Tuesday, February 28

SNACK TIME national heart health month



February is National Heart Health Month, dedicated to celebrating healthy heart habits, raising awareness about heart disease and increasing knowledge about prevention.

To a young child or teen, learning and practicing good health and hygiene (brushing teeth, hand washing, and healthy eating habits) are life skills that foster physical and mental development. Cultivating positive food habits begins with recognizing which foods are most beneficial and having those foods available during meal and snack times.

For a recap of heart-healthy foods that work specifically to lower risk for heart disease or help promote heart health see below:
  • Whole grains: such as whole grain cereals, whole grain breads, whole grain (brown) rice, or whole grain pasta
  • Fiber: found in vegetables, fruits, whole grain products. Note: juice does not contain a significant source of fiber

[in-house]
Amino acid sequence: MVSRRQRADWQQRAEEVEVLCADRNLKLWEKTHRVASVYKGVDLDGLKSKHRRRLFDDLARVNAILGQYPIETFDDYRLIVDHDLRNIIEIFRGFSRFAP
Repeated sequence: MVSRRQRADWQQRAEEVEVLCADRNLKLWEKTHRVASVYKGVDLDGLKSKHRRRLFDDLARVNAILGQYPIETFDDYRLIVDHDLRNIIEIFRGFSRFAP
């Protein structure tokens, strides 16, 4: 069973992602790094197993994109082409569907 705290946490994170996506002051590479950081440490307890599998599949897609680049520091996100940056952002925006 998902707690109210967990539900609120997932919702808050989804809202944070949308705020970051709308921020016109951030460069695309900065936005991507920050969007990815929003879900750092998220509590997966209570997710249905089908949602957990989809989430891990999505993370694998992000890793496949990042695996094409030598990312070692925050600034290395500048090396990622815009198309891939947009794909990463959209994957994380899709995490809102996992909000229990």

• B vitamins: (found in meats, whole grains, vegetables, and nuts)
  • Monounsaturated fats: found in olive oil, nuts, and unprocessed peanut and/or almond butter
  • Soy protein: found in tofu, soy-milk, edamame, soy-based foods such as meat alternatives, and soy-based nutrition bars
  • Omega-3 fatty acids: found in seafood, fish oil, or fortified foods. For children who don’t like to eat fish, fruit-flavored omega-3 supplements such as gummy bears or pudding-like supplements are available. See http://www.coromega.com/ for examples.

Secondly, families who regularly eat meals together tend to eat more balanced, healthier meals. Research shows that a child's preference for certain foods is dependent on the foods availability in the home. For example, children raised in homes where fruits and vegetables are readily available are more likely to prefer these foods.

So, planning ahead and having heart-healthy foods available at mealtimes are powerful ways to nurture good nutrition habits that continue through adulthood.  You’re never too young (or too old) to make dietary changes that can influence the course of a diet- and lifestyle-related disease.

Contributed by Leslie K. Kay-Getzinger, MS, RD, Regional Dietitian for Nutrition Management Services

(Image from Heartstrong

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